The SIGN guideline on bronchiolitis in infants will help GPs identify symptoms and know when to refer, explains Dr Alan Woodley

Most GPs expect to see infants who have a cough or wheeze, possibly some crepitations or rhonchi on listening to their lungs, who are feeding less well than usual, and who may continue coughing or wheezing for some time during the winter months. This is a fairly typical presentation of bronchiolitis and approximately one-third of all infants will develop bronchiolitis in their first year of life.1

So how do we diagnose this condition and how should we treat infants with bronchiolitis? The SIGN guideline on bronchiolitis in children, published in November 2006, should help GPs to manage this common condition appropriately.2

Presentation

Bronchiolitis is a clinical diagnosis usually made in those under 1 year of age. Infants may present with cough, breathing difficulties, and poor feeding –— and in the very young, apnoea.2 Typical findings include fine inspiratory crackles in all lung fields and/or high pitched expiratory wheeze. Such a presentation can be alarming for parents and GPs, and can be mimicked by other pulmonary causes (asthma, pneumonia, cystic fibrosis) and non-pulmonary causes (congenital heart disease, sepsis).2 If there is doubt about the diagnosis the infant should be referred for a paediatric assessment.
Management

Although most cases of bronchiolitis are mild and can be managed at home,2 infants should also be referred if there is evidence of severe disease. The guideline states that severe disease is indicated by any of the following:2

  • poor feeding (less than 50% of usual fluid intake in preceding 24 hours is suggested as a guide)
  • lethargy
  • history of apnoea
  • respiratory rate >70/min
  • nasal flaring and/or grunting
  • severe chest wall recession
  • cyanosis oxygen saturation ?94% (although many GPs may not yet be measuring oxygen saturation in infants).

Drug therapy

GPs may be tempted to prescribe antibiotics for children who have a respiratory illness and crackles or wheeze in their chest, but these are not recommended and seem to be of no benefit in uncomplicated acute bronchiolitis.2 Similarly, some GPs may prescribe beta2 agonists, anticholinergics (ipratropium), or corticosteroids in infants who are wheezing. However, studies indicate that the child does not benefit from these drugs, and neither inhaled nor systemic corticosteroids are recommended for the treatment of acute bronchiolitis.3–5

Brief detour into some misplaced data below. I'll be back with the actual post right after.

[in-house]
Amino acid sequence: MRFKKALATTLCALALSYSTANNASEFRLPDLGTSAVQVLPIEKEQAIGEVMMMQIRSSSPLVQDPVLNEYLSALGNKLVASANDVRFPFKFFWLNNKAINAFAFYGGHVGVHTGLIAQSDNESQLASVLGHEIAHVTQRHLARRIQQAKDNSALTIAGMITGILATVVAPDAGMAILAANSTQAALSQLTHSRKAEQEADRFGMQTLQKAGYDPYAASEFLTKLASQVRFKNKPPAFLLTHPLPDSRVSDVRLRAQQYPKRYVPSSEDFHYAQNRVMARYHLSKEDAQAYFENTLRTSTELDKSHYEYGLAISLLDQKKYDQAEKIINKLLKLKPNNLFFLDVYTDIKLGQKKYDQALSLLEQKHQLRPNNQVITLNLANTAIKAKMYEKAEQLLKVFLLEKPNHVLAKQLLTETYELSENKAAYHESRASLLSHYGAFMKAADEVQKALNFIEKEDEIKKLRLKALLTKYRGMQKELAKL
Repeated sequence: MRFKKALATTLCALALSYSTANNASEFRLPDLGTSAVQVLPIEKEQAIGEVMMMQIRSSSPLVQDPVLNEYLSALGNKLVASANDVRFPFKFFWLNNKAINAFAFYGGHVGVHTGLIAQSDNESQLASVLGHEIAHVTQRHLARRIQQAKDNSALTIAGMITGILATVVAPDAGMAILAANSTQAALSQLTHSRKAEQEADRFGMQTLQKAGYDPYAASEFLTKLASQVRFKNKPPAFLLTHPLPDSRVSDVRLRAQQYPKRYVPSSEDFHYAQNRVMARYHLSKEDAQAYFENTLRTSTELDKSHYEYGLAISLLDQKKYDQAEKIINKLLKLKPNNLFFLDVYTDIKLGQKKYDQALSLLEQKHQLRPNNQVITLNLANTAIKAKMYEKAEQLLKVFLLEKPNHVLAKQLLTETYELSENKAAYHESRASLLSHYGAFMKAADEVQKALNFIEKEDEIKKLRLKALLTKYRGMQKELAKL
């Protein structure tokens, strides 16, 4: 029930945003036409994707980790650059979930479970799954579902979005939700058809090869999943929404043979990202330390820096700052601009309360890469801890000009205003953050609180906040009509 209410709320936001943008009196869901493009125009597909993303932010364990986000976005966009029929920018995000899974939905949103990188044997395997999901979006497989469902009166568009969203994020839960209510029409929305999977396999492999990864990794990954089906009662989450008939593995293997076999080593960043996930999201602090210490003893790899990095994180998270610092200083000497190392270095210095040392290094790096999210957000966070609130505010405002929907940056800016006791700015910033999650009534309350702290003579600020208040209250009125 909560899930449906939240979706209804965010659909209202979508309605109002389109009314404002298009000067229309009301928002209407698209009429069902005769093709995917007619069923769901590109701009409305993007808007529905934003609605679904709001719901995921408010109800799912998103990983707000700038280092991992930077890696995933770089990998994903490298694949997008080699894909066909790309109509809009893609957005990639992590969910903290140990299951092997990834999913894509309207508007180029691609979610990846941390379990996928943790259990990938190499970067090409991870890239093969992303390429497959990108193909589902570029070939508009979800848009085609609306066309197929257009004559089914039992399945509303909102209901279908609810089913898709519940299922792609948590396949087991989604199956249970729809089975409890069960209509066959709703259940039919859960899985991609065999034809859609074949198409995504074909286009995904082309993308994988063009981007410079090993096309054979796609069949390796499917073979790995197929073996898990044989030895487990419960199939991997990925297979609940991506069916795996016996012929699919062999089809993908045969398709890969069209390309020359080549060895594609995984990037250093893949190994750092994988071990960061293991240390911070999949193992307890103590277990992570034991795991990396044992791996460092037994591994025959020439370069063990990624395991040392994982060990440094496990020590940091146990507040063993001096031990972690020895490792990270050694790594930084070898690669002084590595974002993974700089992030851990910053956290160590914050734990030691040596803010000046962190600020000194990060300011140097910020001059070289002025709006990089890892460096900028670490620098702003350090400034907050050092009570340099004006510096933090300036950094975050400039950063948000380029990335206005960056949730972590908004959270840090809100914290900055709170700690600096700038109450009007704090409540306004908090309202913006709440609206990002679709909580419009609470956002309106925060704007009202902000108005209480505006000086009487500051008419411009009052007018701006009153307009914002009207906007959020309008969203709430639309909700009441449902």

In practice, the best treatment is an explanation to the parents or carers of the course of the illness, and encouraging maintenance of fluid intake with smaller more frequent feeds. Children with more severe disease need to be referred to hospital.

Hospitalisation

Whether admitted to hospital or not, a number of these infants will be brought back to see the GP, possibly on a few occasions, with cough or wheeze. This commonly settles without treatment within a few weeks. Currently, there is no good evidence on whether bronchiolitis predisposes to asthma in later life and whether any treatment of acute bronchiolitis affects the long-term outcome in terms of later respiratory morbidity.

The hospital admission rate for bronchiolitis has increased over the past 10 years.2 The reasons are not clear but may be partly related to the increased survival of premature infants. Children with prematurity, cardiac disease, or underlying lung disease are prone to more serious illness and, therefore, have a higher rate of hospitalisation.2

Summary

This new guideline from SIGN should help GPs to avoid unnecessary treatment and to know when to refer patients for a paediatric assessment.

  1. Glezen W, Taber L, Frank A, Kasel J. Risk of primary infection and reinfection with respiratory syncytial virus. Am J Dis Child 1986; 140 (6): 543–546.
  2. Scottish Intercollegiate Guidelines Network (SIGN 91). Bronchiolitis in children: a national clinical guideline. Edinburgh: SIGN, 2006.
  3. King V, Viswanathan M, Bordley et al. Pharmacologic treatment of bronchiolitis in infants and children: a systematic review. Arch Pediatr Adolesc Med 2004; 158 (2): 127–137.
  4. Chowdhury D, al Howasi M, Khalil M et al. The role of bronchodilators in the management of bronchiolitis: a clinical trial. Ann Trop Paediatr 1995; 15 (1): 77–84.
  5. Patel H, Platt R, Loranzo J, Wang E. Glucocorticoids for acute viral bronchiolitis in infants and young children. Cochrane Database Syst Rev 2004; (3): CD004878G